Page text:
Eccles Station - The 1941 Accident
A genuine local tragedy...
At 8.15 am on 30th December 1941 a train carrying workers from Rochdale to Pennington crashed into another train carrying workers into Manchester. 23 passengers died and 56 were seriously injured. Being wartime, this accident never had much publicity outside the Manchester area, but the retaining wall of the station carried the marks of the trains crashing into it until it was demolished to build the M602 motorway in the early 1970s. The line was noted for fog. There had been several accidents before 1871, when railway companies were first forced by law to investigate accidents.
In 1877, the first such recorded accident at Eccles junction noted that a driver had gone through a red signal in fog and hit the Liverpool/Manchester express. No one was killed, and the driver was fined 1s, as he had been for previous similar accidents he had caused. The investigation took it for granted that train drivers could well have been drinking before they went on shift..... In 1941, thick fog, smoke from factories and wartime blackout would have made it nearly impossible to see at 8.15 on a December morning...
Recollections of the 1941 accident by Mr Cliff Jones M inst TT FRGS, together with a transcription of the Railway Inspector's report and a diagram of the accident, are available on Cliff Jones' website
Signalmen were sent to sit at remote signals to show lamps and set off detonators when a train passed in such conditions. The hours on their rotas to do this job could be very casual. One of the signalmen in this incident was told he could go home at 7am, but the next man was only to come on at 8.30am. To make matters worse, 3 of that morning's relief signalmen had similar names, and the signalman at Eccles signal box confused 2 of them, thinking that all the signals were manned - they were not.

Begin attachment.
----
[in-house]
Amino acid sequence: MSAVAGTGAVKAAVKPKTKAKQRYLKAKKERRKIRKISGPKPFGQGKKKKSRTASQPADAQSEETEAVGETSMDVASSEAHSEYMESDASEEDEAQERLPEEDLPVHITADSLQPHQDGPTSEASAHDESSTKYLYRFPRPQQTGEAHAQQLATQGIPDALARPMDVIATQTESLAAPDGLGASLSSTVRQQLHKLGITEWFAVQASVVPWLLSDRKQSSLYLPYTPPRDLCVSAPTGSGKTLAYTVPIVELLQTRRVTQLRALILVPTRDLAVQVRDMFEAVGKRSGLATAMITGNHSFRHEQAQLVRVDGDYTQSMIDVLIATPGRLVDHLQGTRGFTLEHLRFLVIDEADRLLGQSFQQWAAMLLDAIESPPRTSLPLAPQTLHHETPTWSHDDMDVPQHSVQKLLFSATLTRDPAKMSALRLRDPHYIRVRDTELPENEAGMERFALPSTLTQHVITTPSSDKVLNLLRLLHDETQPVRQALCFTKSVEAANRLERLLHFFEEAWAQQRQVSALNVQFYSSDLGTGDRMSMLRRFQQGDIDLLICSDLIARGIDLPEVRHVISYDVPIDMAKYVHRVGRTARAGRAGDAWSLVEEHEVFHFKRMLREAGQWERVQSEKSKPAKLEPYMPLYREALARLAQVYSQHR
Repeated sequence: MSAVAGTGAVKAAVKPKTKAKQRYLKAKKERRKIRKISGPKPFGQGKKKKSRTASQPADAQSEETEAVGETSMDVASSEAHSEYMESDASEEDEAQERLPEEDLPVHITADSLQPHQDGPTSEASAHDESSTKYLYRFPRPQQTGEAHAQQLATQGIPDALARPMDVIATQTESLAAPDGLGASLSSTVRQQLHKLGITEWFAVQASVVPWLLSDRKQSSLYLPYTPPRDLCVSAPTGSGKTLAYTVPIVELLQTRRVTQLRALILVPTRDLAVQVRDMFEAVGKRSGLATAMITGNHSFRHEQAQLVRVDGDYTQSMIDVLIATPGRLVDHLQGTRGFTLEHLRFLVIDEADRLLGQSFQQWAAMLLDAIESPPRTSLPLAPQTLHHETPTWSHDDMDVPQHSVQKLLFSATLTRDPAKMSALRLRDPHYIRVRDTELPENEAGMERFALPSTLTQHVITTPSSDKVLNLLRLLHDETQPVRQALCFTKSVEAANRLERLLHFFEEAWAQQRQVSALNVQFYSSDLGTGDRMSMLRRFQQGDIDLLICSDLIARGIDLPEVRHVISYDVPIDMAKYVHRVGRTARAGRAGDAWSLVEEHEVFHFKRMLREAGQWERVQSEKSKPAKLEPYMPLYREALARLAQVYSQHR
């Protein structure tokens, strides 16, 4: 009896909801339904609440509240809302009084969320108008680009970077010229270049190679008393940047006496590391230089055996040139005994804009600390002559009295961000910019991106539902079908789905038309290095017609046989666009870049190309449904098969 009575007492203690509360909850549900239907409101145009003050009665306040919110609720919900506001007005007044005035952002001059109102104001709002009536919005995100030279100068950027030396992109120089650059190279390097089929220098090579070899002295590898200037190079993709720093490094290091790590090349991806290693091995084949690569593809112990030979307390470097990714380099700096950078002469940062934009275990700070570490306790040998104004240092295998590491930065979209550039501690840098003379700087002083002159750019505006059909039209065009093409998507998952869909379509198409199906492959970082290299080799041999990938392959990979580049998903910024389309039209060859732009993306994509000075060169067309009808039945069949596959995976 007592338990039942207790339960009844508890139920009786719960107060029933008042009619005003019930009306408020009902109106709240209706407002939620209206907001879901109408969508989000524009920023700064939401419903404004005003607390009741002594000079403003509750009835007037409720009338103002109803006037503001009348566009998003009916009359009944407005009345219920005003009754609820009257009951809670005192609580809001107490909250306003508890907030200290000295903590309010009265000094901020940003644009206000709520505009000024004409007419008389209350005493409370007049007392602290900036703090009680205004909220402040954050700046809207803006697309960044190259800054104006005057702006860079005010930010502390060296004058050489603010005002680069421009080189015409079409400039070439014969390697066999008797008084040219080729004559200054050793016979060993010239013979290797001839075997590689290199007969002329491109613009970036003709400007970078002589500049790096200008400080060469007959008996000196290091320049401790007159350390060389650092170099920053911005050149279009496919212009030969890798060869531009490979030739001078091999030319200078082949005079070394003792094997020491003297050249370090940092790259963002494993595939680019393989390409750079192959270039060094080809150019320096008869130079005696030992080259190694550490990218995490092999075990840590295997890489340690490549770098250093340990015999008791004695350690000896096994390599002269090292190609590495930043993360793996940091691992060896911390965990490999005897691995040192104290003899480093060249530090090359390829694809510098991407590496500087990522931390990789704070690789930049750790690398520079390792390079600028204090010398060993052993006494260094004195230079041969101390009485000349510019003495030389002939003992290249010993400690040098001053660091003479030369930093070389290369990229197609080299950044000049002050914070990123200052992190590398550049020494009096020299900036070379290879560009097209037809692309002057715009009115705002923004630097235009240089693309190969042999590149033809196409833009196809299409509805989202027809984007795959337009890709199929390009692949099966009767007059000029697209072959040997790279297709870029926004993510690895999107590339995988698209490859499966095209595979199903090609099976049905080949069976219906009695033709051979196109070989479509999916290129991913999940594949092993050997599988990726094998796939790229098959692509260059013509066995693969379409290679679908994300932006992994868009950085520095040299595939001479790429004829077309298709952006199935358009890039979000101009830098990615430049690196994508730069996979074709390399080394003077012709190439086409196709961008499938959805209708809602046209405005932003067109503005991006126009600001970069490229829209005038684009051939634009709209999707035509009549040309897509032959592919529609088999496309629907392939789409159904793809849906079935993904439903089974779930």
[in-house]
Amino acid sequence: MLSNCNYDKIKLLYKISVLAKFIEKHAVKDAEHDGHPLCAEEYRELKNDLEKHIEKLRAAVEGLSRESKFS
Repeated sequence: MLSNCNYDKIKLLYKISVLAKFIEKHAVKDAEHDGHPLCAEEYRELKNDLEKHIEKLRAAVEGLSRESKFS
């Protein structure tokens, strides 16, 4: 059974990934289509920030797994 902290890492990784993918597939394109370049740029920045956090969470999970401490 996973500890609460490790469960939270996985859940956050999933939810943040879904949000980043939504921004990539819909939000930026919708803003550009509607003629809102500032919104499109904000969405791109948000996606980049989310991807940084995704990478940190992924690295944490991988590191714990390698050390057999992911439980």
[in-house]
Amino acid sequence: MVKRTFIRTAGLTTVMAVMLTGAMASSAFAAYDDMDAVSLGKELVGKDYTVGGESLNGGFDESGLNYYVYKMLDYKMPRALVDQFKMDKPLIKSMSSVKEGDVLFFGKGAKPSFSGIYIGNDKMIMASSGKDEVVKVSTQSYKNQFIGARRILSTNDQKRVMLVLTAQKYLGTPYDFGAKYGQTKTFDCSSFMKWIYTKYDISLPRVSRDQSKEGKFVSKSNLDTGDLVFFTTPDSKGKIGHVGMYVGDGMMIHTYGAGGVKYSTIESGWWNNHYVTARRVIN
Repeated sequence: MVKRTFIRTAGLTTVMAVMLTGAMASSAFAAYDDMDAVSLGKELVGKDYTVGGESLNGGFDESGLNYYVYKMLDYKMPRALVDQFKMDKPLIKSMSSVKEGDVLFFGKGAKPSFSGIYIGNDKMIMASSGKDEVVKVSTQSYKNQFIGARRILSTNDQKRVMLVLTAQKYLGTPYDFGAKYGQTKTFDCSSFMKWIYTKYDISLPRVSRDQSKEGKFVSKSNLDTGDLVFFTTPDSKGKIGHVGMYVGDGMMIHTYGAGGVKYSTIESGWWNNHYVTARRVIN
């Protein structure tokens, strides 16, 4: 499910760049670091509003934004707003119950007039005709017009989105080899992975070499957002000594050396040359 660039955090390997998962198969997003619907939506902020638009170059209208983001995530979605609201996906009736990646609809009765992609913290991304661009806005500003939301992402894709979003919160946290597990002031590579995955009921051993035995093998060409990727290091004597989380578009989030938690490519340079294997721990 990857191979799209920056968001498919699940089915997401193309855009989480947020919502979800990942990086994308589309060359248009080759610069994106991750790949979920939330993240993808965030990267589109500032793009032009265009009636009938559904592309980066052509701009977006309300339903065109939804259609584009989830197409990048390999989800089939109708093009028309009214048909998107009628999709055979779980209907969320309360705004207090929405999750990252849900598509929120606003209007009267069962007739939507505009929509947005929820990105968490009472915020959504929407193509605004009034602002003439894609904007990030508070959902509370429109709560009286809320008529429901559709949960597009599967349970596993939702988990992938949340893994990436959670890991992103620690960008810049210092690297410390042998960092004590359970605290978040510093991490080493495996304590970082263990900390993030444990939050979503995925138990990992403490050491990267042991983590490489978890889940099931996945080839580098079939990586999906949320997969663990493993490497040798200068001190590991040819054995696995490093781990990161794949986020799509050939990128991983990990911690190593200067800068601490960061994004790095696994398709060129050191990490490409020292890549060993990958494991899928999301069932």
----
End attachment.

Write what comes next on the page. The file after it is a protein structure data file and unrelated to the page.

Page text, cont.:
The enquiry into the accident held the Eccles signalman to blame for not realising that a signal was unmanned and not therefore stopping the Pennington train. But they also blamed that train's driver for going too fast and ignoring what signals were given... Being wartime, a large number of the casualties were young women or men too young or old for military service.
The rescue efforts were probably helped by wartime emergency services being on alert - but it still took 5 hours to get all the dead and injured out, and 2 days until the line was open again... Many of the people injured came from across what is now Greater Manchester - from Leigh, Tyldsley, Chadderton and Oldham as well as from Eccles and Monton.
Surgeons and nurses who treated the injured came from Eccles and Patricroft hospital which was closest to the scene, as well as from Hope and Ladywell hospitals. This crash was a genuine accident - caused by fog,wartime staff shortages and genuine human error. Better signalling and more formal work rotas were the recommendations of the enquiry into the crash, but it took several years before these were put into place.
By 1984 when Eccles last train crash occurred, signaling had improved and the 'smogs' of earlier years were a thing of the past. This accident, when a passenger train into Manchester ran into the back of an oil train on a clear day does not have any explanation for why the driver missed a red signal...the only conclusion the enquiry came to was that he was disorientated from switching from night to day shifts - sadly the driver was one of the 3 fatalities of the accident. Afterwards, the warehousing alongside the line was painted white, as it is possible that the red signal could not be clearly seen against the buildings.